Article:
It’s no secret that the HTC ship is sinking, but the smartphone maker could be about to expire faster than we realized if the rate at which executives are abandoning ship is any indication of the company’s future.
In the past three months Jason Gordon, HTC’s vice president of global communications, Rebecca Rowland, global retail marketing manager, John Starkweather, director of digital marketing and Eric Lin, product strategy manager, have all left the company. And now we have a new casualty – HTC’s Chief Product Officer Kouji Kodera, responsible for the company’s overall product strategy, who bailed out last week.
Why are people leaving HTC? Are the working conditions as bad as how Lin portrayed them in his tweet at the time:
“To all my friends still at @HTC – just quit. leave now. it’s tough to do, but you’ll be so much happier, I swear.”
Or is it because of CMO Ben Ho’s plans to uproot the Seattle team back to its Taipei headquarters?
Others are pointing the finger at Peter Chou, HTC’s co-founder and longtime CEO, who made some snap decisions that affected the company’s future. According to sources, production staff have notified the CEO of issues such as not having enough supplies, and manufacturing delays, only to be ordered to push ahead with the HTC One’s release anyway. Though many were interested in purchasing its flagship device, consumers were left disappointed with shipment delays and out of stock units. Now, HTC employees are banking on Chou’s previous declaration of stepping down if the HTC One is not a hit, since he’s to blame for the supply issues.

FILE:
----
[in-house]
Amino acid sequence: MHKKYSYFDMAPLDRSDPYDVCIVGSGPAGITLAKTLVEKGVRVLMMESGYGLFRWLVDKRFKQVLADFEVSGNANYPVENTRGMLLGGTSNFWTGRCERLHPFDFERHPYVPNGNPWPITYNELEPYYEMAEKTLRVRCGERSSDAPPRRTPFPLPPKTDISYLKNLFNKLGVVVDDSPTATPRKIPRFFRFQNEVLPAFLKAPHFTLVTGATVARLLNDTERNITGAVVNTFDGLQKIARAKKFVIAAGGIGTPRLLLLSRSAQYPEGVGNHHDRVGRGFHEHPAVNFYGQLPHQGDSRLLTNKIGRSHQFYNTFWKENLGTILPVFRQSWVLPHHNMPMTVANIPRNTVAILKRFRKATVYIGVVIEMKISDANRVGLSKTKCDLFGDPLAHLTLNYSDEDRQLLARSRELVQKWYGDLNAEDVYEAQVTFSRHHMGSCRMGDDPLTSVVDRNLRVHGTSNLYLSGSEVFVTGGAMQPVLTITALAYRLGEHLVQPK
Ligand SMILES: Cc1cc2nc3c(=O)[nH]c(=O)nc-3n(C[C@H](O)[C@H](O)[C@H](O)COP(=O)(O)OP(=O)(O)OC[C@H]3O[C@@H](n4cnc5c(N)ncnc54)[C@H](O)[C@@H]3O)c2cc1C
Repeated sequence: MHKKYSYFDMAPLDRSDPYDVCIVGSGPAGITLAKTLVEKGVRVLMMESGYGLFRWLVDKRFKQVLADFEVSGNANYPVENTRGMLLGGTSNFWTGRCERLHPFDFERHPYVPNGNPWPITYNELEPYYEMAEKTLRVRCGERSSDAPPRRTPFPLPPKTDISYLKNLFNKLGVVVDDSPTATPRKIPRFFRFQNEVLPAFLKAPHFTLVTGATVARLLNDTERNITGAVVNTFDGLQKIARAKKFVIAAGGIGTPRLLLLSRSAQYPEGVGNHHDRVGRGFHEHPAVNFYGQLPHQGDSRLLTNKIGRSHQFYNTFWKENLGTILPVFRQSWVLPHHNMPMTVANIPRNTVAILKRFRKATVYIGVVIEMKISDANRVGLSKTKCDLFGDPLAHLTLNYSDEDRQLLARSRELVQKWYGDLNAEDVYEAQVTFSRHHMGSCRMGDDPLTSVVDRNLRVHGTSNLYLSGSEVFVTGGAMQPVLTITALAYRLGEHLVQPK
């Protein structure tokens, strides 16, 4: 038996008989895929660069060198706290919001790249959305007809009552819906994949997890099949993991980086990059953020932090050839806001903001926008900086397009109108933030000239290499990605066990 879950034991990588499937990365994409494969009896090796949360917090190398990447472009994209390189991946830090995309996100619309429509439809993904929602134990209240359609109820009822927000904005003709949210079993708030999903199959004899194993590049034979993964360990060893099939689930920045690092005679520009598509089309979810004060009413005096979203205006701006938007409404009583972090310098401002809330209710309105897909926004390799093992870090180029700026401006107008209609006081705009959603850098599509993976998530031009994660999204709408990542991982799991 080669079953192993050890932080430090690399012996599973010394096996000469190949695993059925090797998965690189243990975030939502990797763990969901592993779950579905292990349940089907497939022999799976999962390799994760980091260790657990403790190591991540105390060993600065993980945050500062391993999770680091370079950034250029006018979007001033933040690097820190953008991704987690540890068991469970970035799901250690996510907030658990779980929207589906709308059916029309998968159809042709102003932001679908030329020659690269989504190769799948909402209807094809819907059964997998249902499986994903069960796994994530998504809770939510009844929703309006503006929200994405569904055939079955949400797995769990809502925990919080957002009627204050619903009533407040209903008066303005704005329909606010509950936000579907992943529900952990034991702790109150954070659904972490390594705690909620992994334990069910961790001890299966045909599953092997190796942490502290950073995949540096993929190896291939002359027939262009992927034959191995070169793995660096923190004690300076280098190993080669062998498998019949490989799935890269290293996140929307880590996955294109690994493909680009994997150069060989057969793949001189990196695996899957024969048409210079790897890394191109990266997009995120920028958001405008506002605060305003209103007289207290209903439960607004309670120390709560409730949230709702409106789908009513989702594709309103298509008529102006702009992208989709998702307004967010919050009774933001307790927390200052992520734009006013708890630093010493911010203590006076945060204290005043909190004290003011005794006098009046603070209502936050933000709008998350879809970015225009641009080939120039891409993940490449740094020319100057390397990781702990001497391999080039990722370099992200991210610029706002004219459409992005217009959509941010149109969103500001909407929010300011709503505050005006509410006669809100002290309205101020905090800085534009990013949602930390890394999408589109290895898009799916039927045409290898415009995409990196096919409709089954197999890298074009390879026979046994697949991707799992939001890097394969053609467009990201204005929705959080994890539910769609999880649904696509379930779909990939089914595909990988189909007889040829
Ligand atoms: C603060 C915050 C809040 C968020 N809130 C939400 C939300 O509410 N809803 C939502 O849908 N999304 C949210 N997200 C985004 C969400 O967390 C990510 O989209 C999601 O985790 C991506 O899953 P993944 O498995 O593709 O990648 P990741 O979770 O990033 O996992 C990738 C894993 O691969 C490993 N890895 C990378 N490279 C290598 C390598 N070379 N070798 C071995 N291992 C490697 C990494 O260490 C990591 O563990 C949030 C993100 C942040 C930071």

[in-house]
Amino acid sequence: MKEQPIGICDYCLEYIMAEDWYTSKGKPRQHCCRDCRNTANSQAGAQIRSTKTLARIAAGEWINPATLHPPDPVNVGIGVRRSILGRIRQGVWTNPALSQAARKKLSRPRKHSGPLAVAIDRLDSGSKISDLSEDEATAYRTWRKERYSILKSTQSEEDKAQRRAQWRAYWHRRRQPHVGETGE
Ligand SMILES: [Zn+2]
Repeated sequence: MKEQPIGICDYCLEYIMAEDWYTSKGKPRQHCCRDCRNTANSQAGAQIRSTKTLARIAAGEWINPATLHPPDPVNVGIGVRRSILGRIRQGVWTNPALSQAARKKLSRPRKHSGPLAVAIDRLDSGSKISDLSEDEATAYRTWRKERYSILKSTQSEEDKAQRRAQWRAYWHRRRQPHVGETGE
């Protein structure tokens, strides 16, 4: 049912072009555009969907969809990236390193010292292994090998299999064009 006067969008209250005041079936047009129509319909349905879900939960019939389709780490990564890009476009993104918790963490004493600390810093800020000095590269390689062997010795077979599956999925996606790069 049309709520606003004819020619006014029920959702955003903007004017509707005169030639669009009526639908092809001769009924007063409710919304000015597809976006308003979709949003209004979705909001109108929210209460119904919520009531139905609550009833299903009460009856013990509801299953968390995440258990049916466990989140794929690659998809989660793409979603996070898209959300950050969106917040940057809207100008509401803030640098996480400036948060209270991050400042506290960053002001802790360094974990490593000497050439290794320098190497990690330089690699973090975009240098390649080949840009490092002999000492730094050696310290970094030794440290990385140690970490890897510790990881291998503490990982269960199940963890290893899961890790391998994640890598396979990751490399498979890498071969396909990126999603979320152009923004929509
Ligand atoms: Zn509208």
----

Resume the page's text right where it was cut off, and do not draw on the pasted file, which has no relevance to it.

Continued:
Then again, could it be that the issue is bigger than HTC and involves a certain social networking giant?
According to some, the HTC First – the so-called Facebook phone that was announced back in April – is doing pretty badly in the market, since it was not given ample time to bask in the Facebook Home limelight. Facebook allegedly agreed to delay the launch of the downloadable version of Facebook Home to give the First a head start, only to go back on its word and release Home on Google Play the same week HTC launched First. If Facebook delayed the release of its Android launcher then clearly HTC would have benefited, as anyone who wanted to try Home would have bought an HTC First.
The only good thing to come of the early Home release is that people didn’t have to buy a phone to determine how bad the Android launcher is. While a large number of users download the app, it received tons of bad reviews.
Another nail in HTC’s coffin is that Samsung Galaxy SIV if off to a great start and even worse, Samsung seems to have an abundant supply of them for its takers. Though the One is getting traction, it’s looking a lot less likely it’ll be able to catch up…
As one source puts it, “They’re in utter freefall.”